Sorry to our dear readers who’ve suffered in our recent absence. For me, the start of the fall TV season means big business in VCR repair. I don’t know what my co-bloggers’ excuse is…

The last few decades of Mormonism have been a period of intense assimilation. Latter-day Saints have become an increasing presence in various urban areas and increasing numbers of Mormons hold positions of influence in business, government, and academic life. There seems to be more engagement with the “world” in ways that have been mutually beneficial to Mormonism and non-Mormons alike.

In Mormon intellectual life, this trend toward assimilation has been the cause for increased interaction with other ways of thinking. With broader exposure to other peoples and ideas, there is an increasingly pressing need to interact with those peoples and ideas in productive ways. In my view, this has pulled LDS intellectual energy in two opposite directions.

On one hand, LDS acadmeics have sought for intellectual credibility by doing not only high quality historical work about Mormonism, but increasingly serious philosophical and theological work, as well as professional engagement with religious studies, anthropology and sociology, and even economic analysis and legal theory. In this way, Mormonism may be framed and made intelligible and relevant to an academic audience. As this information, and more importantly, the discourses of academic approaches in general, are more widely consumed by Mormons, it is inevitable that Mormonism as it is practiced and articulated will reflect these discourses.

One the other hand, LDS thinkers have sought increasingly close ties with evangelicals politically and theologically. While this work has been done mostly outside of academia, there have been some notable and influential LDS figures inside of academia who have focused on evangelical-Mormon dialogue, fostering greater understanding, mutual respect, and in many cases the assimilation of evangelical concepts and terms. The adoption of a common vocabulary leads to a discursive assimilation.

Is there an inevitable clash between these two trends? To speak in very broad terms, academics don’t often have much respect for contemporary evangelical political and social values, and evangelicals have often painted academics in oppositional and antagonistic terms as well. As LDSs assimilate more generally into these two cultures, is there an impending rift within Mormonism, or at least within the Mormon intellectual community? Will the broader antagonism between evangelical and academic values come to divide Mormon intellectual culture along similar lines? Has it already? Or, is this simply a false distinction altogether?

5 Replies to “R-e-s-p-e-c-t”

  1. I think you are assuming that the antagonism between evangelical Protestantism and academics as a mode of inquiry is a necessary one. I think Mark Noll would beg to differ. So no doubt would many others. Prevalent perhaps but not necessary.

    Evangelicals themselves are dominated by a theology (Calvinism) that was formed in an unusually academic frame of mind, and if anything the trend is back towards that level of theological strictness. Scholastic Calvinism is on the upswing. The fact that academic theology is nearly non-existent in academia proper certainly hasn’t prevented academic approaches to theology from dominating the Western religious landscape for 1600 years.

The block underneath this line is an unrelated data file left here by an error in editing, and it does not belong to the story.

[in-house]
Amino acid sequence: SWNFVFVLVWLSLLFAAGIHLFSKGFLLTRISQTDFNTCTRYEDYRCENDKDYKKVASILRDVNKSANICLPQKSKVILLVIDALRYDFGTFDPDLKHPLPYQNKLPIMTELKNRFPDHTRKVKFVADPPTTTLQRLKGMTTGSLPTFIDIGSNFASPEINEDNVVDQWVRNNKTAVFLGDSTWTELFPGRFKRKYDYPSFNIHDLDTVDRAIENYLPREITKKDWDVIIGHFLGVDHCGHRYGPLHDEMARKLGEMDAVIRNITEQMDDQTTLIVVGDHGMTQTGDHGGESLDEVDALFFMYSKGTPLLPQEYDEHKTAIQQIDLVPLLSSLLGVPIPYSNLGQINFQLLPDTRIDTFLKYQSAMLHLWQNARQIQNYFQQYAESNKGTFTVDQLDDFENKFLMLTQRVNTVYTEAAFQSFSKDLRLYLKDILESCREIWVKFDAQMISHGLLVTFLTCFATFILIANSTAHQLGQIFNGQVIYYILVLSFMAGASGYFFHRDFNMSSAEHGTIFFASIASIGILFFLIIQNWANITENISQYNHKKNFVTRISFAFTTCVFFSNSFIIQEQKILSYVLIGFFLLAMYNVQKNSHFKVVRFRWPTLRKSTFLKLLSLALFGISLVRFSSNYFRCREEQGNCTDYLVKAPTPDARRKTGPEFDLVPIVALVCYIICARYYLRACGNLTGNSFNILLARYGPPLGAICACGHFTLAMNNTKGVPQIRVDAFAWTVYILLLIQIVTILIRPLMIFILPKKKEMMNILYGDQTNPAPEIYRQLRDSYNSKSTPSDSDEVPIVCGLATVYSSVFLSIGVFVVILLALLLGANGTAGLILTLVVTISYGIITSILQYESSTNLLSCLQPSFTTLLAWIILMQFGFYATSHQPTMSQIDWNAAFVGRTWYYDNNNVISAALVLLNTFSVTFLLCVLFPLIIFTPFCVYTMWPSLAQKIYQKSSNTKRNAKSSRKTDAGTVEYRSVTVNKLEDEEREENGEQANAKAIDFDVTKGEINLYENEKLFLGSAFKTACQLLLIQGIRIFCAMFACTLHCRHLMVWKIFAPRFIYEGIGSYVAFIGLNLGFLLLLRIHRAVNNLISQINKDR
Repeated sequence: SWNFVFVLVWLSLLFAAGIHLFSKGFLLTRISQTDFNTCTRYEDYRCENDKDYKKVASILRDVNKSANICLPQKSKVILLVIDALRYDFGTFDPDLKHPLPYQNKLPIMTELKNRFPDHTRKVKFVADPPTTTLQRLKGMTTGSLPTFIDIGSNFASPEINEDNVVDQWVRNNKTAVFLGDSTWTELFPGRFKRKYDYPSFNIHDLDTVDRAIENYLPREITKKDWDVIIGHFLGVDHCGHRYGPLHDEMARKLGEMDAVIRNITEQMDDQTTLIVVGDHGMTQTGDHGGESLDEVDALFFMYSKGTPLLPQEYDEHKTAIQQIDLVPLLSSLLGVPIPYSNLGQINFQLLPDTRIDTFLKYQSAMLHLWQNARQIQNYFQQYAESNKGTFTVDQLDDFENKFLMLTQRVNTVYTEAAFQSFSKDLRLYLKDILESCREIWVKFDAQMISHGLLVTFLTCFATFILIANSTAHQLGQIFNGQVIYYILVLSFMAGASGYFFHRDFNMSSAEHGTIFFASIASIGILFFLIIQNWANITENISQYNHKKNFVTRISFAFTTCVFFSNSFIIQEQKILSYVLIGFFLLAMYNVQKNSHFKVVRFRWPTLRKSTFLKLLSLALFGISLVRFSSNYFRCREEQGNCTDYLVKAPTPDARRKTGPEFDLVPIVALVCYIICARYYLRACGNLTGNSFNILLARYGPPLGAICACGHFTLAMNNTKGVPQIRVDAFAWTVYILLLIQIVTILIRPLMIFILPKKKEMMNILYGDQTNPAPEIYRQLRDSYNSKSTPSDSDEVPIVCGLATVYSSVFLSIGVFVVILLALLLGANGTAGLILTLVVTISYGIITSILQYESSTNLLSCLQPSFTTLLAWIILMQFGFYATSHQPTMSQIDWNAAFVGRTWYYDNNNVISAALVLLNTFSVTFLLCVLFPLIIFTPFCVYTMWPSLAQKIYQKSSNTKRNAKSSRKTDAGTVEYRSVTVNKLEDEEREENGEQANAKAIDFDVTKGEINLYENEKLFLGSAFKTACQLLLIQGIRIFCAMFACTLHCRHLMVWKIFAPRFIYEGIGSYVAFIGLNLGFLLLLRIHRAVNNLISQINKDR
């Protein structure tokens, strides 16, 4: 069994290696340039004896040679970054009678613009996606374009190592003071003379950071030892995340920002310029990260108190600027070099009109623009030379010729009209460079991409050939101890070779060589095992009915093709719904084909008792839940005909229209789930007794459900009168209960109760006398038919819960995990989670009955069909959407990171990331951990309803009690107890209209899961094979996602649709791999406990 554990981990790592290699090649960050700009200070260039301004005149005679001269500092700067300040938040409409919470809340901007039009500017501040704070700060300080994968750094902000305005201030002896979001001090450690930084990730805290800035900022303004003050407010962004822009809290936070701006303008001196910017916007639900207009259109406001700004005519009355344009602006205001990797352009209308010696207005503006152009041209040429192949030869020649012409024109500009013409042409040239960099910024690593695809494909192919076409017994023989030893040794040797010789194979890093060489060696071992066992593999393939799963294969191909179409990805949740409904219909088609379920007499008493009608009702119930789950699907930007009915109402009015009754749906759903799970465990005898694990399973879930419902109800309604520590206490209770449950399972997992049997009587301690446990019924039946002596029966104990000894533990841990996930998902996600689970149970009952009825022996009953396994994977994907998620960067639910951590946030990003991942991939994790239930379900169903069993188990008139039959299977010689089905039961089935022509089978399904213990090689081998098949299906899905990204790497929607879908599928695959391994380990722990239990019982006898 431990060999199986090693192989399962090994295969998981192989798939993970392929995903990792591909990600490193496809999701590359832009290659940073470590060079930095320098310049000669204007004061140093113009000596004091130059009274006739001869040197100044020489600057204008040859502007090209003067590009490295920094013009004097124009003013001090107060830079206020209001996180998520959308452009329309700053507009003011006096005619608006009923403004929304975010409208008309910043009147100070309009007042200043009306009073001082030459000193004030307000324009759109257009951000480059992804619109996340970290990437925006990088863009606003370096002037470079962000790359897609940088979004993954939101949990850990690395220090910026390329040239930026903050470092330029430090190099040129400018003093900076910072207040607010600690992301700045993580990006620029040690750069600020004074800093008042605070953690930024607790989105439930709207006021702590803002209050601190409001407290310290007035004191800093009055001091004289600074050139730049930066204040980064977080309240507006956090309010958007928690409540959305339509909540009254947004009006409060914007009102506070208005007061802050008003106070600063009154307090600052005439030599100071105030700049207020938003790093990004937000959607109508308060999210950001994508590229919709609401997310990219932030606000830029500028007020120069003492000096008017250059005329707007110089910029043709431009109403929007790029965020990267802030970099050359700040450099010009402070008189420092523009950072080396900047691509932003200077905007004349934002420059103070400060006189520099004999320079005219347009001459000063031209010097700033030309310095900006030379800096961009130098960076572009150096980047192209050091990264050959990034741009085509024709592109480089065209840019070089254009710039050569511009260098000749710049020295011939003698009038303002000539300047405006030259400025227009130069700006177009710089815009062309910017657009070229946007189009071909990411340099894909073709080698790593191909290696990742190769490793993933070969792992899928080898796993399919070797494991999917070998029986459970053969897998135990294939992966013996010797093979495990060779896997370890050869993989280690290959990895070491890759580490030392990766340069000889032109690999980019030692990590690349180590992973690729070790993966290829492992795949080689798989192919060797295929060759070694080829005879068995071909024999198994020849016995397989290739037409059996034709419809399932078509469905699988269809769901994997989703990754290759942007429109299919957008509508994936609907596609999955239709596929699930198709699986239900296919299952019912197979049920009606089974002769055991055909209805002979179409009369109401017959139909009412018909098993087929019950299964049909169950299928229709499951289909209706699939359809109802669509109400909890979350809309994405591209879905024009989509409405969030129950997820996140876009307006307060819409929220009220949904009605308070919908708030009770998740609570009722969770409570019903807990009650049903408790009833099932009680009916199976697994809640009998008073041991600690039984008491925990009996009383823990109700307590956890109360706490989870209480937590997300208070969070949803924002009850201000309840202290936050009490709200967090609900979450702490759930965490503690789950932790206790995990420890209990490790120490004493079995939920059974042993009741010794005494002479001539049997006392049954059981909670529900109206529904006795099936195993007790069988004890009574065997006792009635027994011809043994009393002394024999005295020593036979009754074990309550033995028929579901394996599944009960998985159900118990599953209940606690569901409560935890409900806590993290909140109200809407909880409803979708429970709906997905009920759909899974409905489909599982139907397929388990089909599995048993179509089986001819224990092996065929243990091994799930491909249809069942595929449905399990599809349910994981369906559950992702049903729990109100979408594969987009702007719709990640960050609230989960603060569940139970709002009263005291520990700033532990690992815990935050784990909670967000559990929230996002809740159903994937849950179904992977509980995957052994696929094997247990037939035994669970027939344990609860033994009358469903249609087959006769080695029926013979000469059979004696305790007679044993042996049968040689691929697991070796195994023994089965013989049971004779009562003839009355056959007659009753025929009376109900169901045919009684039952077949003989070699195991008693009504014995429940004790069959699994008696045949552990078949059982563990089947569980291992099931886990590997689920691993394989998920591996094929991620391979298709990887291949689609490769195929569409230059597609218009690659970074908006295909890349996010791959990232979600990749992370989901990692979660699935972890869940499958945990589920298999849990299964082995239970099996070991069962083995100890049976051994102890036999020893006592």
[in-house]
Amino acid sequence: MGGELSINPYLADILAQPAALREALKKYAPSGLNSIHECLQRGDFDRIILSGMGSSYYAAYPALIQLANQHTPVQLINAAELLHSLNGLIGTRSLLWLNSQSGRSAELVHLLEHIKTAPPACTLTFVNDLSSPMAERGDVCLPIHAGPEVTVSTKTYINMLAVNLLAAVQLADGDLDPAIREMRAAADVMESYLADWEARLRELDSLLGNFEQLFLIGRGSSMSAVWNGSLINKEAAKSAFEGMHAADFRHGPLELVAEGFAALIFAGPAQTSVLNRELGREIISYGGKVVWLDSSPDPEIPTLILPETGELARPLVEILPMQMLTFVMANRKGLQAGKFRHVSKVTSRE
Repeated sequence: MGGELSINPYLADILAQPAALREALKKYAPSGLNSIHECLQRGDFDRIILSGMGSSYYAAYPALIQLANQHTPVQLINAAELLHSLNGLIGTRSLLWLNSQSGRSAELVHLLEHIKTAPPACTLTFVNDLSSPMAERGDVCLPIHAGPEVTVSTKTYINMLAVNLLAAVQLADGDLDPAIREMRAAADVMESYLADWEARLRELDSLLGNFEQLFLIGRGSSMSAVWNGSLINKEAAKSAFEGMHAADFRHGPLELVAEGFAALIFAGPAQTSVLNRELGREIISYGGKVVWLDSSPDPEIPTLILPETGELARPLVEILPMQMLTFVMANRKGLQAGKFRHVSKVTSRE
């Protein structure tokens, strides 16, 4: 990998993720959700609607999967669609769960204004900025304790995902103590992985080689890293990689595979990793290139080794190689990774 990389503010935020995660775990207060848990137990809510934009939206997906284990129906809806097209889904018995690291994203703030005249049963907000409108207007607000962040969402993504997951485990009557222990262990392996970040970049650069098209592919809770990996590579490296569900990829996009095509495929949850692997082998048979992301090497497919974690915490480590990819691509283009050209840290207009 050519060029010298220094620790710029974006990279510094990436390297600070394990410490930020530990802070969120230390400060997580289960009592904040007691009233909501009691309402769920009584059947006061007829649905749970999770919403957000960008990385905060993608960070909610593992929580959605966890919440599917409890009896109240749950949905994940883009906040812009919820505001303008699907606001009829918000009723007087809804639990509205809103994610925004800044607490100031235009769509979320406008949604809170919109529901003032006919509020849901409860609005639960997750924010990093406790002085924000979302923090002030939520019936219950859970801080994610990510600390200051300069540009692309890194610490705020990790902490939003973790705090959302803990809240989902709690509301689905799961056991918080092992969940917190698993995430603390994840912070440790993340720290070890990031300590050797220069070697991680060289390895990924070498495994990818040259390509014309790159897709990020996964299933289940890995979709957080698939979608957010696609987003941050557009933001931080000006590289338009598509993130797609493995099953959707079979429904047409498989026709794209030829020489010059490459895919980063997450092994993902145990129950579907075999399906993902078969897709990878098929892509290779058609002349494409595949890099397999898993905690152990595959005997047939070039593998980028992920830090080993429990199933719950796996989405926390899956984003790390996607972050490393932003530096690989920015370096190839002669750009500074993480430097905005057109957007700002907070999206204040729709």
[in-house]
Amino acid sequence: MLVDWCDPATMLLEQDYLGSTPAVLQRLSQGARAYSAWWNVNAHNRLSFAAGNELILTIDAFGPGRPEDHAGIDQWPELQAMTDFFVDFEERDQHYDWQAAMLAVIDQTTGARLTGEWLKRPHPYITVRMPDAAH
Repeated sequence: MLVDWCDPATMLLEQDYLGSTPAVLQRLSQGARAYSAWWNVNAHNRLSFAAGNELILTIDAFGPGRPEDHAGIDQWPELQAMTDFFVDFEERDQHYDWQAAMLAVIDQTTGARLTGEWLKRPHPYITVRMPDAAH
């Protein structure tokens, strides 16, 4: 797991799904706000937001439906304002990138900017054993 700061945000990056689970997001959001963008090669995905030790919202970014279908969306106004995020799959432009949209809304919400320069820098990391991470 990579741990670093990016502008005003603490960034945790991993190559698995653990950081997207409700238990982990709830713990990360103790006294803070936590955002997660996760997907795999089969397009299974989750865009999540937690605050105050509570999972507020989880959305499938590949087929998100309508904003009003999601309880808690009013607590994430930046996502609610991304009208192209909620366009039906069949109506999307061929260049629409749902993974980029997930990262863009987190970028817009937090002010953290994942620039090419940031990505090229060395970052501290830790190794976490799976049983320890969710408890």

2. Welcome back from the great abyss!

    I think it is just an issue of keeping both groups separated, and talking to them in their own language. We can discuss evolution with academics, and we can talk about atonement with evangelicals.

  3. Mark D,
    You raise a good point, but I think that Noll is more of an exception. No one can really say that academia and evangelicalism are significantly overlapping that one can speak fully to both audiences at the same time. Indeed, Noll has written about the anti-intellectualism of evangelicals in The Scandal of the Evangelical Mind.
    Again, this is not to say that there is not an academic evangelical community, nor that there is no academic version of evangelicalism. Of course there is, just as there is in Mormonism. Rather, the point that I am suggesting is that the intellectual pursuits that Mormons have cultivated in conversation with evangelicals are not those that Mormon academics have pursued, by and large. I am wondering if the same kind of general rift (exceptions notwithstanding) will pull the Mormon intellectual community down different paths.

    I think that what you describe has certainly been the status quo, that we have pursued these conversations independently. My worry is that eventually two different kinds of Mormonism may emerge that begin to look very different from one another, where you have a secularly-tinged Mormon progressivism and a fundamentalisty-tinged Mormon evangelicalism. Perhaps we already do, but to what extent will this fracture the Mormon intellectual community?

  4. I think this is a legitimate concern. I find myself resistant to some of what we seem to be importing from Evangelical Christianity. I’m mostly friendlier to what’s going on academically, although that’s not universally the case. Some people seem to be going the other direction–are we drifting apart?

    At the same time, though, I think that this tension is OK. There have always been divisions in the Mormon community and most of them have been productive. The church stays on a more moderate course partly because its members are pulling opposite ways.

    I think the tensions will be productive.

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